OBJECTIVE: To investigate the usefulness of hydroxychloroquine (HCQ) dose-loading to increase the percentage of responders or rate of response in treating rheumatoid arthritis (RA). METHODS: Two hundred twelve patients with early RA (mean duration 1.5 years) were enrolled in a 24-week trial. Patients were stabilized with 1,000 mg naproxen/day and then began a 6-week, double-blind trial comparing treatment with HCQ at 400 mg/day (n = 71), 800 mg/day (n = 71), and 1,200 mg/day (n = 66), followed by 18 weeks of open-label HCQ treatment at 400 mg/day. RESULTS: All patients had mild, active disease at the time of initiation of HCQ treatment (31-43% rheumatoid factor positive; no previous disease-modifying antirheumatic drugs; mean swollen joint count 8.6-10.4). Based on the Paulus criteria, response during the 6-week double-blind portion of the study was 47.97%, 57.7%, and 63.6% in the 400 mg/day, 800 mg/day, and 1,200 mg/day groups, respectively (P = 0.052). Discontinuations for adverse events were dose related (3 in the 400 mg/day group, 5 in the 800 mg/day group, 6 in the 1,200 mg/day group). Most involved the gastrointestinal (GI) system, with the background naproxen treatment possibly contributing. Ocular abnormalities occurred in 17 of 212 patients (8%) but were not dose related. CONCLUSION: Dose-loading with HCQ increased the degree of response at 6 weeks in this group of patients with early, predominantly seronegative RA. Adverse GI events were dose related, while adverse ocular events were not.  (+info)

Phase I trial of docetaxel with estramustine in androgen-independent prostate cancer. (2/2511)

PURPOSE: To evaluate the toxicity, efficacy, and pharmacokinetics of docetaxel when combined with oral estramustine and dexamethasone in a phase I study in patients with progressive metastatic androgen-independent prostate cancer. PATIENTS AND METHODS: Thirty-four men were stratified into minimally pretreated (MPT) and extensively pretreated (EPT) groups. Estramustine 280 mg PO tid was administered 1 hour before or 2 hours after meals on days 1 through 5, with escalated doses of docetaxel from 40 to 80 mg/m2 on day 2. Treatment was repeated every 21 days. RESULTS: Thirty-four patients were assessable for toxicity and 33 for response. In the MPT patients, dose-limiting myelosuppression was reached at 80 mg/m2, with six patients experiencing grade 3/4 granulocytopenia. In EPT patients, escalation above 70 mg/m2 was not attempted. Fourteen MPT (70%) and six EPT (50%) patients had a > or = 50% decline in serum PSA on two consecutive measurements taken at least 2 weeks apart. The overall 50% PSA response rate was 63% (95% confidence interval [CI], 28% to 81%). Of the 18 patients with bidimensionally measurable disease, five (28%; 95% CI, 11% to 54%) achieved a partial response. At the time of entry onto the study, 15 patients required narcotic analgesics for bone pain; after treatment, eight (53%) discontinued their pain medications. The area under the curve for docetaxel increased linearly from 40 to 70 mg/m2. At 80 mg/m2, the measured area under the curve was 8.37 (standard deviation, 0.724), which was significantly higher than the previously reported values. CONCLUSION: The recommended phase II dose of docetaxel combined with estramustine is 70 mg/m2 in MPT patients and 60 mg/m2 in EPT patients. This combination is active in men with androgen-independent prostate cancer.  (+info)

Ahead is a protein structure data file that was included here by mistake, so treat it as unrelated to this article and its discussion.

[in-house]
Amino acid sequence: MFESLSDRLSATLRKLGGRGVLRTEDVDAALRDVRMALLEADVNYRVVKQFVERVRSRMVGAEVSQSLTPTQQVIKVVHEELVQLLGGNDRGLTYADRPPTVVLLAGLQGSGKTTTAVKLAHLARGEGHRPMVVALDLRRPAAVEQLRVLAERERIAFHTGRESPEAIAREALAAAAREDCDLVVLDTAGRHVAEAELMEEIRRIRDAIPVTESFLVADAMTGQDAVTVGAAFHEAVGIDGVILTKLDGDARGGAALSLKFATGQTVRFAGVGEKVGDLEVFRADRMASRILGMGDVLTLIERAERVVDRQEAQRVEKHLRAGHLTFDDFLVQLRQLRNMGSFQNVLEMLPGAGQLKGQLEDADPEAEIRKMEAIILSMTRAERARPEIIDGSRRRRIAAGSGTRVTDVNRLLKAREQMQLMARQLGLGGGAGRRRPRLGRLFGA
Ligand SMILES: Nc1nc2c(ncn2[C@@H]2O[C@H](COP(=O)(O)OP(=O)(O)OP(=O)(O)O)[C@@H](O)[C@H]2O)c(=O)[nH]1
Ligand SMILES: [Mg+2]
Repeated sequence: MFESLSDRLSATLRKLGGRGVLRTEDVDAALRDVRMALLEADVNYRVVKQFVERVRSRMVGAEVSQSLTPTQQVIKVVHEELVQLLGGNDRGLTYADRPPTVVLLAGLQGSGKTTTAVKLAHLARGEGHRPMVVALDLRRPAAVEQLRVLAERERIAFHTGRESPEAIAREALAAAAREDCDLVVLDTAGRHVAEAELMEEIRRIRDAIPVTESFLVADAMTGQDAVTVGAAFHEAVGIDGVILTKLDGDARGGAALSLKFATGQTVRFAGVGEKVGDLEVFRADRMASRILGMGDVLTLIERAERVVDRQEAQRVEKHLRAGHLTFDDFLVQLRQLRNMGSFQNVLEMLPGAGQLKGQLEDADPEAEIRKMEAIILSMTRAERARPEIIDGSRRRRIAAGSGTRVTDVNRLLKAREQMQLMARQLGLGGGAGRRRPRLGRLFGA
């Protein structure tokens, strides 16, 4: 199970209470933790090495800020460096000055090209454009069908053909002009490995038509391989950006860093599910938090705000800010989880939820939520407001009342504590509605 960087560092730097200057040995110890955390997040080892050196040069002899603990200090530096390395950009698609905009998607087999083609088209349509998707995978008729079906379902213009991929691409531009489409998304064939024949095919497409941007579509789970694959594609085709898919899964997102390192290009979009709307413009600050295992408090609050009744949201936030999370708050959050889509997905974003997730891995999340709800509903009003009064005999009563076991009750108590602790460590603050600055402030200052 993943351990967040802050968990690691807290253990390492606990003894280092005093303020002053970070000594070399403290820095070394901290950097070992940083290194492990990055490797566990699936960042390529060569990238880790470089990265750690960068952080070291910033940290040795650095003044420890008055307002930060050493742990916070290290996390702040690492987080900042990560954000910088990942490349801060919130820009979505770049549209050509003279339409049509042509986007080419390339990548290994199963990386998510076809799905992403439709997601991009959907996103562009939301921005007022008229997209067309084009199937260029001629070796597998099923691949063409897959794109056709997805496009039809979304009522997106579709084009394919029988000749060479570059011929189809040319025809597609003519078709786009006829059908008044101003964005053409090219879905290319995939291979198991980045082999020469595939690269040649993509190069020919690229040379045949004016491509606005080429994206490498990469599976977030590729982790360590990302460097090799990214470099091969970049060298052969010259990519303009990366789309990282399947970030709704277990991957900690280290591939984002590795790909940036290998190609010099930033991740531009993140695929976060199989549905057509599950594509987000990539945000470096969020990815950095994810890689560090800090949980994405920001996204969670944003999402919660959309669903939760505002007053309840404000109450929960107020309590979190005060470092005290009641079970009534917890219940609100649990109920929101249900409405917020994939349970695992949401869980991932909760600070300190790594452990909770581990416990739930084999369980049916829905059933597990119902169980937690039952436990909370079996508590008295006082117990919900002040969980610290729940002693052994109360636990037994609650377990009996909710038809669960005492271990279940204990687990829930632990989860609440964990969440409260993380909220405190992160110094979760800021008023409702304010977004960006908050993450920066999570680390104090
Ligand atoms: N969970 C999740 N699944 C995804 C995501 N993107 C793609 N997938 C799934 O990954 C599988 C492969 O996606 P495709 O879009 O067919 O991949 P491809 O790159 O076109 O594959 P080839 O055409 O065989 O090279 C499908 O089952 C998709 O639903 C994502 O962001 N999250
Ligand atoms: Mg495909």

Outbreaks of gastrointestinal illness of unknown etiology associated with eating burritos--United States, October 1997-October 1998. (3/2511)

From October 1997 through October 1998, 16 outbreaks of gastrointestinal illness associated with eating burritos occurred in Florida, Georgia, Illinois, Indiana, Kansas, North Dakota, and Pennsylvania. All but one outbreak occurred in schools, and most of the approximately 1700 persons affected were children. This report summarizes investigations of two of these outbreaks and describes the collaborative efforts of CDC, the U.S. Department of Agriculture (USDA), and the Food and Drug Administration (FDA) to identify the etiologic agent(s); these outbreaks may have been caused by an undetected toxin or a new agent not previously associated with illness.  (+info)

Prescription of acid-suppressing drugs in relation to endoscopic diagnosis: a record-linkage study. (4/2511)